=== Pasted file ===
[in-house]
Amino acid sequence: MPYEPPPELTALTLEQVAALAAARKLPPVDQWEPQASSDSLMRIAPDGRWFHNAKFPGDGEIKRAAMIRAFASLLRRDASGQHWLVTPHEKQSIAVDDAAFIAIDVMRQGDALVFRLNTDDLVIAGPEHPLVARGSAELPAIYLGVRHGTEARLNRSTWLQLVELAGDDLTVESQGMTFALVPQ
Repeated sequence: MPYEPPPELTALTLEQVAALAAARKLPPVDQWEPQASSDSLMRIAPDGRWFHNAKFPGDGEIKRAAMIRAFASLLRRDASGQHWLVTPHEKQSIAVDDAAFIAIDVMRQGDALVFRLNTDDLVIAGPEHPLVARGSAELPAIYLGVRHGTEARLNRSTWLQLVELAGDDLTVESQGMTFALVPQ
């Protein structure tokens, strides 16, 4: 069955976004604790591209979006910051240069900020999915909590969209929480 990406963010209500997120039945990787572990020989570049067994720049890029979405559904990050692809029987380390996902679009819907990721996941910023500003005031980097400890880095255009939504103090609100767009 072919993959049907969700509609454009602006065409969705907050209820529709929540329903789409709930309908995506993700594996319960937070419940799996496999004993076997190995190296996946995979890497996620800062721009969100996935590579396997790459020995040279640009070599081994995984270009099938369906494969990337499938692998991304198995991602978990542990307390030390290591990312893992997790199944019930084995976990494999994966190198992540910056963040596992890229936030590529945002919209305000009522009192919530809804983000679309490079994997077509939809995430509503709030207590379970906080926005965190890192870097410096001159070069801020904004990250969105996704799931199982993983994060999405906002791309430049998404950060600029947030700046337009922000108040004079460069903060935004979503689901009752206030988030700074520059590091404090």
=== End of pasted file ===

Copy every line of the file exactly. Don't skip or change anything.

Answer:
[in-house]
Amino acid sequence: MPYEPPPELTALTLEQVAALAAARKLPPVDQWEPQASSDSLMRIAPDGRWFHNAKFPGDGEIKRAAMIRAFASLLRRDASGQHWLVTPHEKQSIAVDDAAFIAIDVMRQGDALVFRLNTDDLVIAGPEHPLVARGSAELPAIYLGVRHGTEARLNRSTWLQLVELAGDDLTVESQGMTFALVPQ
Repeated sequence: MPYEPPPELTALTLEQVAALAAARKLPPVDQWEPQASSDSLMRIAPDGRWFHNAKFPGDGEIKRAAMIRAFASLLRRDASGQHWLVTPHEKQSIAVDDAAFIAIDVMRQGDALVFRLNTDDLVIAGPEHPLVARGSAELPAIYLGVRHGTEARLNRSTWLQLVELAGDDLTVESQGMTFALVPQ
């Protein structure tokens, strides 16, 4: 069955976004604790591209979006910051240069900020999915909590969209929480 990406963010209500997120039945990787572990020989570049067994720049890029979405559904990050692809029987380390996902679009819907990721996941910023500003005031980097400890880095255009939504103090609100767009 072919993959049907969700509609454009602006065409969705907050209820529709929540329903789409709930309908995506993700594996319960937070419940799996496999004993076997190995190296996946995979890497996620800062721009969100996935590579396997790459020995040279640009070599081994995984270009099938369906494969990337499938692998991304198995991602978990542990307390030390290591990312893992997790199944019930084995976990494999994966190198992540910056963040596992890229936030590529945002919209305000009522009192919530809804983000679309490079994997077509939809995430509503709030207590379970906080926005965190890192870097410096001159070069801020904004990250969105996704799931199982993983994060999405906002791309430049998404950060600029947030700046337009922000108040004079460069903060935004979503689901009752206030988030700074520059590091404090």